Playing House: Finally, a TV Show Gets Female Friendships Right

USA's new sitcom understands that many women's most important relationships are platonic.
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I’ve often found myself disappointed by fictional female friendships, especially on TV. The problem isn't just the old but persistent stereotypes of bitchy cliques and mean girls, “frenemies,” gossips, and clucking hens, but the less obvious, more positive portrayals as well.

Usually, the primary job of “best friend” in sitcoms or romantic comedies is to provide moral support as the main character embarks on an exciting new relationship, and to perform damage control after the inevitable breakup. Friends certainly do that, but not only that. The Atlantic has previously pointed out this kind of one-sided dynamic in Parks and Recreation’s otherwise-great Leslie and Ann, where Ann serves mainly as a cheering section for Leslie.

Other oft-cited examples of good female friendships on TV—Sex and the City’s foursome, Buffy and Willow from Buffy the Vampire Slayer, Meredith and Cristina from Grey’s Anatomy—are compelling and well-rounded, but they aren’t all that relatable for women who aren’t wealthy New Yorkers, vampire slayers, or surgeons at a particularly melodramatic hospital. Usually, these friendships get less screen time than the Big Romances—the one true pairings, the will-they/won’t-theys, the supposed real reason viewers tune in.

That’s a missed opportunity. In an excellent essay on female friendship at The Rumpus, Emily Rapp writes:

Here’s the truth: friendships between women are often the deepest and most profound love stories, but they are often discussed as if they are ancillary, ‘bonus’ relationships to the truly important ones. Women’s friendships outlast jobs, parents, husbands, boyfriends, lovers, and sometimes children.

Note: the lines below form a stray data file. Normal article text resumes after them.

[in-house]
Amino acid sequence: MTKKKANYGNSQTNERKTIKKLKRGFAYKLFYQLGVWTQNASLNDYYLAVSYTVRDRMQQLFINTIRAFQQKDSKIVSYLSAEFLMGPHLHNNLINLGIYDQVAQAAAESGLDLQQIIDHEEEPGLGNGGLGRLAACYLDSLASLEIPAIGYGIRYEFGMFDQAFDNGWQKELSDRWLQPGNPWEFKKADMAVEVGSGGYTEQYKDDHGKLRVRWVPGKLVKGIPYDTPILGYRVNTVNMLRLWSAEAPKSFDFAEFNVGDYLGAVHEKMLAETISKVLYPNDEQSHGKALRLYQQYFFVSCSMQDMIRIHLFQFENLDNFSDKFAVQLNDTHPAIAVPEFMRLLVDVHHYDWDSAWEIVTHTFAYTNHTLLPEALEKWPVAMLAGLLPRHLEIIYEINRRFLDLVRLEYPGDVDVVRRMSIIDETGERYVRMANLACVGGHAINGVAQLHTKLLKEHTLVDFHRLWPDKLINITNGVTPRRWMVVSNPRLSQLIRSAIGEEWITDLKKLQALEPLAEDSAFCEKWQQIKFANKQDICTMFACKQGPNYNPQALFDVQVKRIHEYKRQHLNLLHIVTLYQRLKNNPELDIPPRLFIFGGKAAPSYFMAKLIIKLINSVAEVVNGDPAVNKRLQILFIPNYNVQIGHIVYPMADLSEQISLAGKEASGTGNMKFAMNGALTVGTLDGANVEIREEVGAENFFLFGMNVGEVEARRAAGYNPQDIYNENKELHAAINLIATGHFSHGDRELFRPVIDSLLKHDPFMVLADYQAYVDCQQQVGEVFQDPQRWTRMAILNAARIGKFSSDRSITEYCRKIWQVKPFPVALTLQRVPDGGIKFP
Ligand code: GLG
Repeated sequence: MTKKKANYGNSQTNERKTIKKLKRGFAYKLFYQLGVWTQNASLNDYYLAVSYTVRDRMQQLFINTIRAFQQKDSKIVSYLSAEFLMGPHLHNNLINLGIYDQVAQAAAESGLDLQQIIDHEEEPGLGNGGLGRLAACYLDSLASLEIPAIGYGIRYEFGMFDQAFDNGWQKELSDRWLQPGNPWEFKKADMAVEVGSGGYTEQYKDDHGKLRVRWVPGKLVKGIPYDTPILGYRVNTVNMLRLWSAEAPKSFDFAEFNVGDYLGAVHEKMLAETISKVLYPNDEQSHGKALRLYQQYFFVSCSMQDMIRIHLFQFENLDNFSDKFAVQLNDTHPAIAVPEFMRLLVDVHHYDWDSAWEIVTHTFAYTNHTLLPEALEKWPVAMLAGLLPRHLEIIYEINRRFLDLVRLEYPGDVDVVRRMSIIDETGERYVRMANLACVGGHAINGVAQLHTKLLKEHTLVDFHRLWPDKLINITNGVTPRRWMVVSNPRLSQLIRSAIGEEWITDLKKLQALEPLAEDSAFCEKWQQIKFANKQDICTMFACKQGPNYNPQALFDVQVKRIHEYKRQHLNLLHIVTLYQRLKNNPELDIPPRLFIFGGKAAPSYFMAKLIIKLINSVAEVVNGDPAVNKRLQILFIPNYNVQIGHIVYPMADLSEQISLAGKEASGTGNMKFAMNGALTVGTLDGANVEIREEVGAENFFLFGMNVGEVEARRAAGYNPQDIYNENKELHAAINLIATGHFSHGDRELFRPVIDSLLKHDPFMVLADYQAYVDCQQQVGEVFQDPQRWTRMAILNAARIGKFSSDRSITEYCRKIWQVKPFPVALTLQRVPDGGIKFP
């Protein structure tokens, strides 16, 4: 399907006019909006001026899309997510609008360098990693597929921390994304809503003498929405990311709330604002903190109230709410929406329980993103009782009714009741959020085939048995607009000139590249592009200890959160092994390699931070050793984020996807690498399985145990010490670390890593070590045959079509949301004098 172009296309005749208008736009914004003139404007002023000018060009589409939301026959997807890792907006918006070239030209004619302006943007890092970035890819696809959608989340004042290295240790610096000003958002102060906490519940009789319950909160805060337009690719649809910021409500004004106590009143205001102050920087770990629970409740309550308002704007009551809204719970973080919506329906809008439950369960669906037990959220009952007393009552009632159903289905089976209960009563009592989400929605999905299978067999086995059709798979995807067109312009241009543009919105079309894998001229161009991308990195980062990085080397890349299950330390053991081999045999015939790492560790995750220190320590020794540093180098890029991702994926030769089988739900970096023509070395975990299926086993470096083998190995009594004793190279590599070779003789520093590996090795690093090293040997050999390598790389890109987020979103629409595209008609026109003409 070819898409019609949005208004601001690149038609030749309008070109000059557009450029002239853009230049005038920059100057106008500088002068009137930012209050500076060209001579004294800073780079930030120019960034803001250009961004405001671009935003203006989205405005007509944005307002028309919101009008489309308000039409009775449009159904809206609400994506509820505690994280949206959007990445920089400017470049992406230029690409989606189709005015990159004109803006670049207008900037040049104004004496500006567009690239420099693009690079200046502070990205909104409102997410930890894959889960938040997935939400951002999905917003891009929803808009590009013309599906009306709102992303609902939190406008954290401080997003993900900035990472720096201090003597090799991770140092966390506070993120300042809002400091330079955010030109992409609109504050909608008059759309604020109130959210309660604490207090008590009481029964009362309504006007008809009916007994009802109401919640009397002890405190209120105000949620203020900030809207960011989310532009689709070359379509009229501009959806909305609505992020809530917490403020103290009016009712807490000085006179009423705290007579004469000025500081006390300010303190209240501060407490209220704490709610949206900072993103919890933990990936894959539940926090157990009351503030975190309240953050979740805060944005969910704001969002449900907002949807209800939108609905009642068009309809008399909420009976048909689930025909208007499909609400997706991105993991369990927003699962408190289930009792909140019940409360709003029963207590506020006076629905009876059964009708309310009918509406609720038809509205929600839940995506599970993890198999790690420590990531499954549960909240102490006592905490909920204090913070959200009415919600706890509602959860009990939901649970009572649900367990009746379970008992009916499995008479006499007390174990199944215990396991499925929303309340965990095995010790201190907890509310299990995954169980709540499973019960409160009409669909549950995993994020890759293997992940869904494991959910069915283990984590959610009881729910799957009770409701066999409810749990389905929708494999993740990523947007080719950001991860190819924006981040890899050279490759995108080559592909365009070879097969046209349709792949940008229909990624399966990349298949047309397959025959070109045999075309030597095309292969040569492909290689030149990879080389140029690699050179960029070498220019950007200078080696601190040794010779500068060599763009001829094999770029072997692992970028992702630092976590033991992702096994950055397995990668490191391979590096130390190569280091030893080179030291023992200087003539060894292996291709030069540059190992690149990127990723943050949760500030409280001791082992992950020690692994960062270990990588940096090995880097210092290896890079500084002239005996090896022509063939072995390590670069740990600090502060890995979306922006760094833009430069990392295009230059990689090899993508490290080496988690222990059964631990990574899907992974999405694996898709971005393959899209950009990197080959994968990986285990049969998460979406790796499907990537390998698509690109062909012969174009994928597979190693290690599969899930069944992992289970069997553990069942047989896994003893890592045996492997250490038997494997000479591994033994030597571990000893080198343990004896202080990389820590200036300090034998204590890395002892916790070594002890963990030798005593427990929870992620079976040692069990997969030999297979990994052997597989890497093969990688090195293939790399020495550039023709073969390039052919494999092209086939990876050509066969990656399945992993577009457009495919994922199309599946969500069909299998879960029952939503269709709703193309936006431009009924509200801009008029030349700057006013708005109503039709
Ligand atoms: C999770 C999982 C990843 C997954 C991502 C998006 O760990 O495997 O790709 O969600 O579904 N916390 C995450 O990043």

She’s right. The most consistent, central relationships of my life thus far have been with my female friends. More than the men I’ve dated, often more than my family, they have nourished and challenged me, pushed me to take positive risks, shown me the depth of compassion people are capable of.

The best portrayal of female friendship I’ve ever seen, the one that rang the truest, came from a barely marketed, quickly canceled, six-episode NBC comedy called, aptly, Best Friends Forever. I was introduced to it, also aptly, by a close female friend, my then-roommate. The creators, Lennon Parham and Jessica St. Clair, are real-life best friends who were then playing best friends (also named Jessica and Lennon) on TV.

At the start of the first episode, Jessica’s Skyping with Lennon about a botched bikini wax. But then divorce papers from Jessica’s husband arrives. Without hesitation, Lennon buys Jessica a ticket to New York and sets her up on an air bed in her apartment.

A similar grand gesture of love anchors Parham and St. Clair’s new show, Playing House, which premieres April 29 on USA (the pilot is streaming online now). Emma (St. Clair), an overworked businesswoman who’s spent the past three years married to her job in Shanghai, moves in with her pregnant best friend Maggie (Parham), in their Connecticut hometown, after the dissolution of Maggie’s marriage. The premise is slightly far-fetched, but only slightly: The summer after our high school graduation, my two best friends were in a car accident, and one was badly hurt; the other deferred for six months her acceptance to an internship across the country, just so she could stay in our hometown and be the injured friend’s home health aide while she recovered.